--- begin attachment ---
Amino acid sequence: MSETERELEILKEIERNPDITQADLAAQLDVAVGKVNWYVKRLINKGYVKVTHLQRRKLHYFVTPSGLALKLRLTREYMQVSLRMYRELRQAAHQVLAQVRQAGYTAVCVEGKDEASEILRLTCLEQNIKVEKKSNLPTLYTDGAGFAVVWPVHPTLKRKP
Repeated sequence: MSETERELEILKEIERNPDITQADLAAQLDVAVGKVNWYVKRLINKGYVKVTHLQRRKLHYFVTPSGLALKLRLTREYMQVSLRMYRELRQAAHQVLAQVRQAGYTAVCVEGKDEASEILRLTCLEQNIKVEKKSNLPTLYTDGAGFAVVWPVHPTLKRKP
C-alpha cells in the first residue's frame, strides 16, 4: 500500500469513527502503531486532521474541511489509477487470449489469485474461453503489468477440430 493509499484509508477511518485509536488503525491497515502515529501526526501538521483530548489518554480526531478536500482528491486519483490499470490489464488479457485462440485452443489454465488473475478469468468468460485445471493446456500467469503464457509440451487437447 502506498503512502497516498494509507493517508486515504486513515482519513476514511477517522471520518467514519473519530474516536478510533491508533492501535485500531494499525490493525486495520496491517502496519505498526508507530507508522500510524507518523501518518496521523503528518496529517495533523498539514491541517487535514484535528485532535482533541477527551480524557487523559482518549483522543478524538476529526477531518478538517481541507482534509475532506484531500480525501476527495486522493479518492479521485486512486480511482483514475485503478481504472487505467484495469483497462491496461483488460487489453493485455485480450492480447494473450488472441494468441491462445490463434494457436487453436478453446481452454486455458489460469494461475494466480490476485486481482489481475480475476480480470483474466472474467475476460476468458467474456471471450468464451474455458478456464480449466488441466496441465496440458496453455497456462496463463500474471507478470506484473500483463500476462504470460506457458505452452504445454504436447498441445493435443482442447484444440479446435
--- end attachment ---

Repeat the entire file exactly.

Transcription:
Amino acid sequence: MSETERELEILKEIERNPDITQADLAAQLDVAVGKVNWYVKRLINKGYVKVTHLQRRKLHYFVTPSGLALKLRLTREYMQVSLRMYRELRQAAHQVLAQVRQAGYTAVCVEGKDEASEILRLTCLEQNIKVEKKSNLPTLYTDGAGFAVVWPVHPTLKRKP
Repeated sequence: MSETERELEILKEIERNPDITQADLAAQLDVAVGKVNWYVKRLINKGYVKVTHLQRRKLHYFVTPSGLALKLRLTREYMQVSLRMYRELRQAAHQVLAQVRQAGYTAVCVEGKDEASEILRLTCLEQNIKVEKKSNLPTLYTDGAGFAVVWPVHPTLKRKP
C-alpha cells in the first residue's frame, strides 16, 4: 500500500469513527502503531486532521474541511489509477487470449489469485474461453503489468477440430 493509499484509508477511518485509536488503525491497515502515529501526526501538521483530548489518554480526531478536500482528491486519483490499470490489464488479457485462440485452443489454465488473475478469468468468460485445471493446456500467469503464457509440451487437447 502506498503512502497516498494509507493517508486515504486513515482519513476514511477517522471520518467514519473519530474516536478510533491508533492501535485500531494499525490493525486495520496491517502496519505498526508507530507508522500510524507518523501518518496521523503528518496529517495533523498539514491541517487535514484535528485532535482533541477527551480524557487523559482518549483522543478524538476529526477531518478538517481541507482534509475532506484531500480525501476527495486522493479518492479521485486512486480511482483514475485503478481504472487505467484495469483497462491496461483488460487489453493485455485480450492480447494473450488472441494468441491462445490463434494457436487453436478453446481452454486455458489460469494461475494466480490476485486481482489481475480475476480480470483474466472474467475476460476468458467474456471471450468464451474455458478456464480449466488441466496441465496440458496453455497456462496463463500474471507478470506484473500483463500476462504470460506457458505452452504445454504436447498441445493435443482442447484444440479446435